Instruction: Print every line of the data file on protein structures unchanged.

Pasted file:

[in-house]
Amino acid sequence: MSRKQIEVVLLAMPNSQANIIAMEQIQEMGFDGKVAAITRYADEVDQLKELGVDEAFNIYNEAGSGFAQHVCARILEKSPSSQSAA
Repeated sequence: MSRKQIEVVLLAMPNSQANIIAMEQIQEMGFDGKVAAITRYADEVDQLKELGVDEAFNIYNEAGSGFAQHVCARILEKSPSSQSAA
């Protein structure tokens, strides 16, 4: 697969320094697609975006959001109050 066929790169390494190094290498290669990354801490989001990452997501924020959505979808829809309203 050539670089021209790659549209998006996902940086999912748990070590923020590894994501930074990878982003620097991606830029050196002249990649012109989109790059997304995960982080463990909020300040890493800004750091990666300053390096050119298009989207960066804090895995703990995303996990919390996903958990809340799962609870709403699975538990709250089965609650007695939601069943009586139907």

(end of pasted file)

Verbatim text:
[in-house]
Amino acid sequence: MSRKQIEVVLLAMPNSQANIIAMEQIQEMGFDGKVAAITRYADEVDQLKELGVDEAFNIYNEAGSGFAQHVCARILEKSPSSQSAA
Repeated sequence: MSRKQIEVVLLAMPNSQANIIAMEQIQEMGFDGKVAAITRYADEVDQLKELGVDEAFNIYNEAGSGFAQHVCARILEKSPSSQSAA
């Protein structure tokens, strides 16, 4: 697969320094697609975006959001109050 066929790169390494190094290498290669990354801490989001990452997501924020959505979808829809309203 050539670089021209790659549209998006996902940086999912748990070590923020590894994501930074990878982003620097991606830029050196002249990649012109989109790059997304995960982080463990909020300040890493800004750091990666300053390096050119298009989207960066804090895995703990995303996990919390996903958990809340799962609870709403699975538990709250089965609650007695939601069943009586139907």